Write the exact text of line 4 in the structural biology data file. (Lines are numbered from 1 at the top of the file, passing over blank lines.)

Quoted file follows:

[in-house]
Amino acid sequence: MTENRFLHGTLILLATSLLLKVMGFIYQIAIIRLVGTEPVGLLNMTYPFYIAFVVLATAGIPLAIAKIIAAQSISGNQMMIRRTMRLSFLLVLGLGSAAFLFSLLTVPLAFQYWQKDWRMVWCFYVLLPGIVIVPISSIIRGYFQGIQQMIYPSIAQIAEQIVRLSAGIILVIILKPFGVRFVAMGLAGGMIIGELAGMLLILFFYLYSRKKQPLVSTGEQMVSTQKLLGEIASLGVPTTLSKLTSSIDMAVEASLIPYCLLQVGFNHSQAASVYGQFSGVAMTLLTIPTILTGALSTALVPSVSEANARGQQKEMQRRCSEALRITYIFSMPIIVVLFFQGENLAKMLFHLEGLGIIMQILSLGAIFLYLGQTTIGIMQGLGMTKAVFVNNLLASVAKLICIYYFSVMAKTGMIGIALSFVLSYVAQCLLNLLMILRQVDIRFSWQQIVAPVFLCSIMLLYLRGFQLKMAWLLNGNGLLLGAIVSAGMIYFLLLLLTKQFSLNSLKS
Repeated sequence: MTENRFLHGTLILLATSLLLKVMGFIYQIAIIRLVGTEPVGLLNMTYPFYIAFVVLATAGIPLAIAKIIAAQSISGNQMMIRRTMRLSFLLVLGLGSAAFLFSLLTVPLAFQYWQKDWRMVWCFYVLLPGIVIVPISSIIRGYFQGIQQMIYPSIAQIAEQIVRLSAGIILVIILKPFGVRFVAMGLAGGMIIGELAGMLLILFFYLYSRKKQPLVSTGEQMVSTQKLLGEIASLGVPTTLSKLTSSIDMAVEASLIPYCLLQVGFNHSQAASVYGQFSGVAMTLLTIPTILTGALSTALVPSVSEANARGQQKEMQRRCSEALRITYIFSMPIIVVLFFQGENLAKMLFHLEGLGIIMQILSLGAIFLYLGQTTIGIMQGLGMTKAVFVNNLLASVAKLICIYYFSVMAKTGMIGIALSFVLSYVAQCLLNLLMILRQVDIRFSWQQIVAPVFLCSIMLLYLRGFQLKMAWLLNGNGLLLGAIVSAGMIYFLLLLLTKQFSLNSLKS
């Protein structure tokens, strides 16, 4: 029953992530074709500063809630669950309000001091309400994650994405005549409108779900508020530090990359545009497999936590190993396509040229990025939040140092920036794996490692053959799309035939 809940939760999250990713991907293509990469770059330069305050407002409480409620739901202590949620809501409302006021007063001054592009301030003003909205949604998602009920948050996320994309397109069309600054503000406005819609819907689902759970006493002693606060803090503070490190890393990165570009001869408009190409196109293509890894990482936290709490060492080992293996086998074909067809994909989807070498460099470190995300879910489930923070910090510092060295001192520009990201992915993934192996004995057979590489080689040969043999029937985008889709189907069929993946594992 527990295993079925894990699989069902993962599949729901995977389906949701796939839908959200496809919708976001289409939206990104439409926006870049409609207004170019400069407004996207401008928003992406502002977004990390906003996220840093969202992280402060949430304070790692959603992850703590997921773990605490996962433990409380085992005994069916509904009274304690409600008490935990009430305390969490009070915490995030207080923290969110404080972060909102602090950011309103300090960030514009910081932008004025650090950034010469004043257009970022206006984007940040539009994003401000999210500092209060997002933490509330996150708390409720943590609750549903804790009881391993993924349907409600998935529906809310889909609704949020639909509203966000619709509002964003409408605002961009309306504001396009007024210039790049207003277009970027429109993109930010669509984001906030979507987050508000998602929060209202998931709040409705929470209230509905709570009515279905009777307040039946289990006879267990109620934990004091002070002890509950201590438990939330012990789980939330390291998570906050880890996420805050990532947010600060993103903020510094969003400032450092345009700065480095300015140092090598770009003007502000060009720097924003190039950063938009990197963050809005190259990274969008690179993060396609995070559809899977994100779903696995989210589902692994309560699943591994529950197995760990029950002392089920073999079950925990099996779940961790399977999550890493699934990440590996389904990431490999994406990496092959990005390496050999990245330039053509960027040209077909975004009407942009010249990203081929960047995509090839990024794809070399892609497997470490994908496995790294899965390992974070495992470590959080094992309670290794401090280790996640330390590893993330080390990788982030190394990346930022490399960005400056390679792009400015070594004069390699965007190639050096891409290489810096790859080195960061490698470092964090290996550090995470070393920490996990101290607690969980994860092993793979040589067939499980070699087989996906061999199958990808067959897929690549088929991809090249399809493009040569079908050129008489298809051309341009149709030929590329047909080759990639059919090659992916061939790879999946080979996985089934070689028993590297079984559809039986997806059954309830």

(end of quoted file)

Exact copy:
């Protein structure tokens, strides 16, 4: 029953992530074709500063809630669950309000001091309400994650994405005549409108779900508020530090990359545009497999936590190993396509040229990025939040140092920036794996490692053959799309035939 809940939760999250990713991907293509990469770059330069305050407002409480409620739901202590949620809501409302006021007063001054592009301030003003909205949604998602009920948050996320994309397109069309600054503000406005819609819907689902759970006493002693606060803090503070490190890393990165570009001869408009190409196109293509890894990482936290709490060492080992293996086998074909067809994909989807070498460099470190995300879910489930923070910090510092060295001192520009990201992915993934192996004995057979590489080689040969043999029937985008889709189907069929993946594992 527990295993079925894990699989069902993962599949729901995977389906949701796939839908959200496809919708976001289409939206990104439409926006870049409609207004170019400069407004996207401008928003992406502002977004990390906003996220840093969202992280402060949430304070790692959603992850703590997921773990605490996962433990409380085992005994069916509904009274304690409600008490935990009430305390969490009070915490995030207080923290969110404080972060909102602090950011309103300090960030514009910081932008004025650090950034010469004043257009970022206006984007940040539009994003401000999210500092209060997002933490509330996150708390409720943590609750549903804790009881391993993924349907409600998935529906809310889909609704949020639909509203966000619709509002964003409408605002961009309306504001396009007024210039790049207003277009970027429109993109930010669509984001906030979507987050508000998602929060209202998931709040409705929470209230509905709570009515279905009777307040039946289990006879267990109620934990004091002070002890509950201590438990939330012990789980939330390291998570906050880890996420805050990532947010600060993103903020510094969003400032450092345009700065480095300015140092090598770009003007502000060009720097924003190039950063938009990197963050809005190259990274969008690179993060396609995070559809899977994100779903696995989210589902692994309560699943591994529950197995760990029950002392089920073999079950925990099996779940961790399977999550890493699934990440590996389904990431490999994406990496092959990005390496050999990245330039053509960027040209077909975004009407942009010249990203081929960047995509090839990024794809070399892609497997470490994908496995790294899965390992974070495992470590959080094992309670290794401090280790996640330390590893993330080390990788982030190394990346930022490399960005400056390679792009400015070594004069390699965007190639050096891409290489810096790859080195960061490698470092964090290996550090995470070393920490996990101290607690969980994860092993793979040589067939499980070699087989996906061999199958990808067959897929690549088929991809090249399809493009040569079908050129008489298809051309341009149709030929590329047909080759990639059919090659992916061939790879999946080979996985089934070689028993590297079984559809039986997806059954309830």